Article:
Democrats Make the Case for Biden
It was not Joe Biden’s worst debate, but neither was it his finest hour. Answering a question about foreign policy, attempting to attack President Donald Trump as simultaneously too hawkish and too dovish, as not possessing his uncanny ability to talk sense into the leaders of China and North Korea, Biden lost his train of thought—and then promptly blamed the moderator.
“Why am I stopping?” Biden asked. “No one else stops. Catholic school training.” Except this time the moderators didn’t really ask him to stop so much as he just trailed off mid-spiel. People have won South Carolina by yelling at the moderator before—think Newt Gingrich on the Republican side in 2012—but this didn’t feel the same. “You’re a gentleman,” CBS’ Gayle King reassured him. “Good home training.” MSNBC’s Chris Matthews also responded approvingly on Twitter.
South Carolina is probably Biden’s last stand. He is still clinging to his polling lead there, thanks to resilient black support, but Bernie Sanders is gaining on him quickly. Some polls also show Tom Steyer in the double digits, though Public Policy Polling offers a hopeful scenario for the former vice president—and maybe for the Democratic Party.
If Biden collapses, it is clear that a lot of centrist Democrats will gravitate toward former New York City Michael Bloomberg, appearing on the ballot for the first time next week on Super Tuesday and clearly motivated by a desire to stop Sanders from winning the nomination, at a brokered convention if necessary. And that might be something Democrats should want to avoid: a Bernie-Bloomberg race would be incredibly divisive for the party, which each candidate road-testing general election attacks against the other.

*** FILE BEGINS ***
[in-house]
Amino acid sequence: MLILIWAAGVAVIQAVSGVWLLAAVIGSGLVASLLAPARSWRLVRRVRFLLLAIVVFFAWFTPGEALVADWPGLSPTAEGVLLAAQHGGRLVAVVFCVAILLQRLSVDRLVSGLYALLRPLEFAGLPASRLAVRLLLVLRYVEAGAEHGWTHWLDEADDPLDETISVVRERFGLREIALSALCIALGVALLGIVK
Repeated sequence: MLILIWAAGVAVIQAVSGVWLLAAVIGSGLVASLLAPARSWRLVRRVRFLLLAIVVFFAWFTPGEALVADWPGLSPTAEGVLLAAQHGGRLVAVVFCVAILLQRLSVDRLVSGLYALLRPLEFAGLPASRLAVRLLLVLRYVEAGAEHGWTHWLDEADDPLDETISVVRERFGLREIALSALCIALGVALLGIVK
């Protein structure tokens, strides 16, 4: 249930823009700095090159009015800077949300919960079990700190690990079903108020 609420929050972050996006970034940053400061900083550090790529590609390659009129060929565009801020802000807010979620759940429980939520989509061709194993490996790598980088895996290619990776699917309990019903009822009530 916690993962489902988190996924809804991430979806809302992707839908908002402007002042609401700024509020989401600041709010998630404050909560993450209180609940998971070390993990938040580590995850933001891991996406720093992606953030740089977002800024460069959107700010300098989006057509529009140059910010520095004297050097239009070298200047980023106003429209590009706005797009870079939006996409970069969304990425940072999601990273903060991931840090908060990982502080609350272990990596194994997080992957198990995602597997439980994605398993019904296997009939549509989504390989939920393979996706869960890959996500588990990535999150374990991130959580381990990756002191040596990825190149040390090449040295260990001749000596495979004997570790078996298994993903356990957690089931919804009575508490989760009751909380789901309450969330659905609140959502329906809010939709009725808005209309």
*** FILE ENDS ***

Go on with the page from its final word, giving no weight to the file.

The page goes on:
Yes, Elizabeth Warren’s attacks on Bloomberg remain the most pointed. But who does Sanders turn to when he needs a foil to show he’s not too sympathetic to the Chinese Communist Party? Bloomberg, the supposed centrist extolling the representative virtues of the accountability to the politburo. Who does Bloomberg say can’t win an election against Trump? Sanders, the current frontrunner for the Democratic nomination. This has the potential to make the unpleasantness between the Bernie Bros and Pete Buttigieg’s supporters look like a schoolyard brawl (Buttigieg’s husband, we should remind you, is an educator).
Biden for all his flaws could run a more dignified race against Sanders, should he survive South Carolina. Or he could continue to split the non-Left vote enough that Bloomberg’s machinations can’t deny Bernie the nomination in Milwaukee—an outcome that would divide the party more than any of the 2016 WikiLeaks revelations about the DNC.
Maybe Biden isn’t able to answer the call one last time. But the Democrats sure could use it.